The distinctive aspect of ascending Mount Elgon is not reaching the Wagagai top, but rather descending from it to view the world’s largest caldera.

Mount Elgon takes between four and seven days to climb, depending on the trail used. There are three primary trailheads: the Salsa Trail, the Pisa Trail, and the Sipi Trail. 

The Salsa Trail, also known as the Buddukiro trailhead, is shorter but steeper. It begins near the town of Mbale and takes only four days to reach the summit. Though it is the shortest route, it passes through the park’s most dense bamboo forest. 

The Pisa trail, also known as the Kapkwata trailhead, is the second trail. This trek begins in woodland near Kapkwata and winds its way through magnificent Podocarpus trees. This is the longest (7 days), however, there are very few steep sections.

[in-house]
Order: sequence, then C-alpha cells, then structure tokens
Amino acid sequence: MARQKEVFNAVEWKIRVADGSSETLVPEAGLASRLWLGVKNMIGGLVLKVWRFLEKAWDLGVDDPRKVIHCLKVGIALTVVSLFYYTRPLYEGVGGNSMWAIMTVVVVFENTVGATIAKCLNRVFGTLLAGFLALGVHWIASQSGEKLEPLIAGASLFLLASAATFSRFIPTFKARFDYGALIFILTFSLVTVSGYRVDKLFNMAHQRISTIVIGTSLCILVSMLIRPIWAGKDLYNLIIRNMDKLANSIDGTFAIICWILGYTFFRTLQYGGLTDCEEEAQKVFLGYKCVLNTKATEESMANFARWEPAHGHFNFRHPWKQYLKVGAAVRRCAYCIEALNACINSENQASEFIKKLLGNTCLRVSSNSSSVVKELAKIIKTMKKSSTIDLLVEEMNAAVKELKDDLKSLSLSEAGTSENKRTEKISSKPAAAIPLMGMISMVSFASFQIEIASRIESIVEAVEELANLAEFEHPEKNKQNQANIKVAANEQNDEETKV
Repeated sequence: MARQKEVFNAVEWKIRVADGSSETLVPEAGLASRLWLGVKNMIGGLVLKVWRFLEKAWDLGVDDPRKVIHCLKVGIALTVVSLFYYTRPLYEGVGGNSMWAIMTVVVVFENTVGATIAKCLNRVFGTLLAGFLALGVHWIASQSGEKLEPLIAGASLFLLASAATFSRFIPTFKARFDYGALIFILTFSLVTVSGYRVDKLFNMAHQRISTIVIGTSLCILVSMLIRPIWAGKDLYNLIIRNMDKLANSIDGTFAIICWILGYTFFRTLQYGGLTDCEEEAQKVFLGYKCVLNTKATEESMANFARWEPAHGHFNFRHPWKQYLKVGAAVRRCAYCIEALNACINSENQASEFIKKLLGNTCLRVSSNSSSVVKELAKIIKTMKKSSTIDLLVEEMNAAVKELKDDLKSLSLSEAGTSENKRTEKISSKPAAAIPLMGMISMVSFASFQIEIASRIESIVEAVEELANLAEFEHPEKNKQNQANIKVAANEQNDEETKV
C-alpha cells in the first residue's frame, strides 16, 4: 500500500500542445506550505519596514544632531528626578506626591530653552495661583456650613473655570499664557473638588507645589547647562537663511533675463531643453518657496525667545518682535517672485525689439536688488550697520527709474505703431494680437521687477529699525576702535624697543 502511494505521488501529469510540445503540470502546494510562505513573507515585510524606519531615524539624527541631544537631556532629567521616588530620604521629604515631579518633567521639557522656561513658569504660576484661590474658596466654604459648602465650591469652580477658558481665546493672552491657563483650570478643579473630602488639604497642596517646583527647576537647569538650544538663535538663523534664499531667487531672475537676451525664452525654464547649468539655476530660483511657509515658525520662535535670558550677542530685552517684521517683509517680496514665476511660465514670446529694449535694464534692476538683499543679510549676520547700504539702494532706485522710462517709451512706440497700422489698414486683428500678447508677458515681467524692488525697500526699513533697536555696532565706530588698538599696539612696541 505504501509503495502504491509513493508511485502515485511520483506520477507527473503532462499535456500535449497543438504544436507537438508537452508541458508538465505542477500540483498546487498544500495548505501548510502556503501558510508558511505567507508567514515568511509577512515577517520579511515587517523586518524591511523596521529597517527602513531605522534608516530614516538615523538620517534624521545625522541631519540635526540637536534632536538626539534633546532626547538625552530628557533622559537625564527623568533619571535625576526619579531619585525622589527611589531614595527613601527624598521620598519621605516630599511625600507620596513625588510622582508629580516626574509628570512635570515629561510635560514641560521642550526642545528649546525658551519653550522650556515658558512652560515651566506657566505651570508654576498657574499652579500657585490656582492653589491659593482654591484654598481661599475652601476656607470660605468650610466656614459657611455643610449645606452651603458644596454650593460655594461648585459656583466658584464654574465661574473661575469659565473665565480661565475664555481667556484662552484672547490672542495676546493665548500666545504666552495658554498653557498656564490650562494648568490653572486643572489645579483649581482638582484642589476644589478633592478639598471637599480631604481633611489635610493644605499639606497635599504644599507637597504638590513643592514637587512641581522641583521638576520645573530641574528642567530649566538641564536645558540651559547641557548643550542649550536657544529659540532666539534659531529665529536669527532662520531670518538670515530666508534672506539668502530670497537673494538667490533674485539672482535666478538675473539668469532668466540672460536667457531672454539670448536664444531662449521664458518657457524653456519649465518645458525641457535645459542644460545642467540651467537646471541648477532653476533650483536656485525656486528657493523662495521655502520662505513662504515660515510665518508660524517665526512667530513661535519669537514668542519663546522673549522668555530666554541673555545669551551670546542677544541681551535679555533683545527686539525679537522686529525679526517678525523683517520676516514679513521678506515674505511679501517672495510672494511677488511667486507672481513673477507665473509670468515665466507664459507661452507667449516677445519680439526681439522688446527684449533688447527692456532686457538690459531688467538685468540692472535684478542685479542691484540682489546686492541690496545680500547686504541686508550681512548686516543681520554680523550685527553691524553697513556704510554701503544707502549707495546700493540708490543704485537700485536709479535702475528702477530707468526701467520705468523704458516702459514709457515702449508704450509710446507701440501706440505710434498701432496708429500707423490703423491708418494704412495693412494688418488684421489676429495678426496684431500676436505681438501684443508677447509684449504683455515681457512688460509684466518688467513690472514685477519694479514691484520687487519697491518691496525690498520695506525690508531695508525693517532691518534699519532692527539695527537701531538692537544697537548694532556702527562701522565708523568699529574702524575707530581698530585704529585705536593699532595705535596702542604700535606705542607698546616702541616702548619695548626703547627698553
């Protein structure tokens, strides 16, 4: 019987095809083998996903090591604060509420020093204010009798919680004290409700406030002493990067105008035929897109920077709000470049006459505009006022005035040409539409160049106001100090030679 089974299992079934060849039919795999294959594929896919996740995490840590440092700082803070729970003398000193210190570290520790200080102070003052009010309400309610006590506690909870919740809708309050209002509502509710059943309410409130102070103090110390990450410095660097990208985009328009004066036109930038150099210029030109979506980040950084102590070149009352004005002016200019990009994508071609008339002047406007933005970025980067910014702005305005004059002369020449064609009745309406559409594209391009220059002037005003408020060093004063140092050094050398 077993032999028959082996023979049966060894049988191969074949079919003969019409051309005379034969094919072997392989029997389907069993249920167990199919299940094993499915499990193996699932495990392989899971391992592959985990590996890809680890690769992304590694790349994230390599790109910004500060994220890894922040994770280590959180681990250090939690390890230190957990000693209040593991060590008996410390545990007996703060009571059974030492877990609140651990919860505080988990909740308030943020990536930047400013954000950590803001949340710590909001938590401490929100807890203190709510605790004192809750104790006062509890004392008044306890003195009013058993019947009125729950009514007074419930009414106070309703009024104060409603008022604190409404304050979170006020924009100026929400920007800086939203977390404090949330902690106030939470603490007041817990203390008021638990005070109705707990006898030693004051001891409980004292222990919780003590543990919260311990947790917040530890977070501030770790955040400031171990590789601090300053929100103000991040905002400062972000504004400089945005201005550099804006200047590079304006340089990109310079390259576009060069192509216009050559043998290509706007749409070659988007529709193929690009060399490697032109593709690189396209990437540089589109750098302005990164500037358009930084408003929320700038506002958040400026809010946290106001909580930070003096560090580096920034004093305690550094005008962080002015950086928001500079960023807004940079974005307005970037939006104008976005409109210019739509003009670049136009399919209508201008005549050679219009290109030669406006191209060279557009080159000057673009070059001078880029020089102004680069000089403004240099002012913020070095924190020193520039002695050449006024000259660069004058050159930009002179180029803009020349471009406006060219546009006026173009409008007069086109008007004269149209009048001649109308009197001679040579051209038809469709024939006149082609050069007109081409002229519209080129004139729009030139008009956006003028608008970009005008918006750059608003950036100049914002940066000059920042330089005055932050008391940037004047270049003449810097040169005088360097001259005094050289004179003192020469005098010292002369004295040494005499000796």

The route offers views of the park’s animals and wildlife. The Sipi Trail, which begins at the Kapkwai forest exploration centre, is the third trail. 

The Sipi trek takes between four and six days to reach the summit.

Hikers can ascend via the Sipi Trail and descend by the Salsa Trail to view the best of everything and more of the mountain characteristics. 

Adventuresome hikers can begin on the Ugandan side and finish on the Kenyan side. Hikers who opt to end their hike in Kenya will require documentation to enter the country. 

The migration office in Mbale can assist in obtaining the border crossing documents requested by their Kenyan counterparts.

Before ascending to the summit, hikers must report to the Uganda Wildlife Authority offices located outside of the main town. 

International travellers can climb Mount Elgon for $75 per day, which includes park entrance fees. Additionally, the cost covers ranger/guide fees. 

Additionally, hikers must pay porters and cooks to accompany them and assist them in setting up camp. It is customary to tip guides, porters, cooks, and even park rangers.